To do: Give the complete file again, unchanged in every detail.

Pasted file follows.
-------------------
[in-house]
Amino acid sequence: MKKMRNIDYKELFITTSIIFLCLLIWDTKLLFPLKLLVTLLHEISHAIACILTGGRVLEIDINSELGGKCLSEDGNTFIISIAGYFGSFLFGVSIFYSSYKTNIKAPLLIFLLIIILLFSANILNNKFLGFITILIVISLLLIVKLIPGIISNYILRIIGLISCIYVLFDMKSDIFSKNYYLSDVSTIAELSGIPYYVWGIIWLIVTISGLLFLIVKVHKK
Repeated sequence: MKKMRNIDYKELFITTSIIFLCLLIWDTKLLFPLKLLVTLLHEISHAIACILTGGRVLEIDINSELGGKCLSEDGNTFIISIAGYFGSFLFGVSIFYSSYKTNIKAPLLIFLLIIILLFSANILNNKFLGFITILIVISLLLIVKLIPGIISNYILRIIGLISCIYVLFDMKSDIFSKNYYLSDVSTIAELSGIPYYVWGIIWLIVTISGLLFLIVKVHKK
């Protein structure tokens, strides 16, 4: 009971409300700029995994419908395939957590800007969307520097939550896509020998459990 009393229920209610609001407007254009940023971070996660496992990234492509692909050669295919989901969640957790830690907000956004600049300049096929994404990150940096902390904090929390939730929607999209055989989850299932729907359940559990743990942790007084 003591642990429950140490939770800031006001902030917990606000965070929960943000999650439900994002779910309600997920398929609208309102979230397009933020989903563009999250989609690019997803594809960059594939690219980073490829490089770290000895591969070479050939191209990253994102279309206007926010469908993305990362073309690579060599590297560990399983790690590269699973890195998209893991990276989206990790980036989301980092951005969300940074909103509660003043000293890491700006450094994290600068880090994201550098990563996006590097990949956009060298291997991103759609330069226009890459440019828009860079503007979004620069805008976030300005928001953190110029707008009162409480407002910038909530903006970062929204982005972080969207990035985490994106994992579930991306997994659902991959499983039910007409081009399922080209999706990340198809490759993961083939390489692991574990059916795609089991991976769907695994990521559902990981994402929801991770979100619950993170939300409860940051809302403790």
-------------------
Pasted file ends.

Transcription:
[in-house]
Amino acid sequence: MKKMRNIDYKELFITTSIIFLCLLIWDTKLLFPLKLLVTLLHEISHAIACILTGGRVLEIDINSELGGKCLSEDGNTFIISIAGYFGSFLFGVSIFYSSYKTNIKAPLLIFLLIIILLFSANILNNKFLGFITILIVISLLLIVKLIPGIISNYILRIIGLISCIYVLFDMKSDIFSKNYYLSDVSTIAELSGIPYYVWGIIWLIVTISGLLFLIVKVHKK
Repeated sequence: MKKMRNIDYKELFITTSIIFLCLLIWDTKLLFPLKLLVTLLHEISHAIACILTGGRVLEIDINSELGGKCLSEDGNTFIISIAGYFGSFLFGVSIFYSSYKTNIKAPLLIFLLIIILLFSANILNNKFLGFITILIVISLLLIVKLIPGIISNYILRIIGLISCIYVLFDMKSDIFSKNYYLSDVSTIAELSGIPYYVWGIIWLIVTISGLLFLIVKVHKK
């Protein structure tokens, strides 16, 4: 009971409300700029995994419908395939957590800007969307520097939550896509020998459990 009393229920209610609001407007254009940023971070996660496992990234492509692909050669295919989901969640957790830690907000956004600049300049096929994404990150940096902390904090929390939730929607999209055989989850299932729907359940559990743990942790007084 003591642990429950140490939770800031006001902030917990606000965070929960943000999650439900994002779910309600997920398929609208309102979230397009933020989903563009999250989609690019997803594809960059594939690219980073490829490089770290000895591969070479050939191209990253994102279309206007926010469908993305990362073309690579060599590297560990399983790690590269699973890195998209893991990276989206990790980036989301980092951005969300940074909103509660003043000293890491700006450094994290600068880090994201550098990563996006590097990949956009060298291997991103759609330069226009890459440019828009860079503007979004620069805008976030300005928001953190110029707008009162409480407002910038909530903006970062929204982005972080969207990035985490994106994992579930991306997994659902991959499983039910007409081009399922080209999706990340198809490759993961083939390489692991574990059916795609089991991976769907695994990521559902990981994402929801991770979100619950993170939300409860940051809302403790």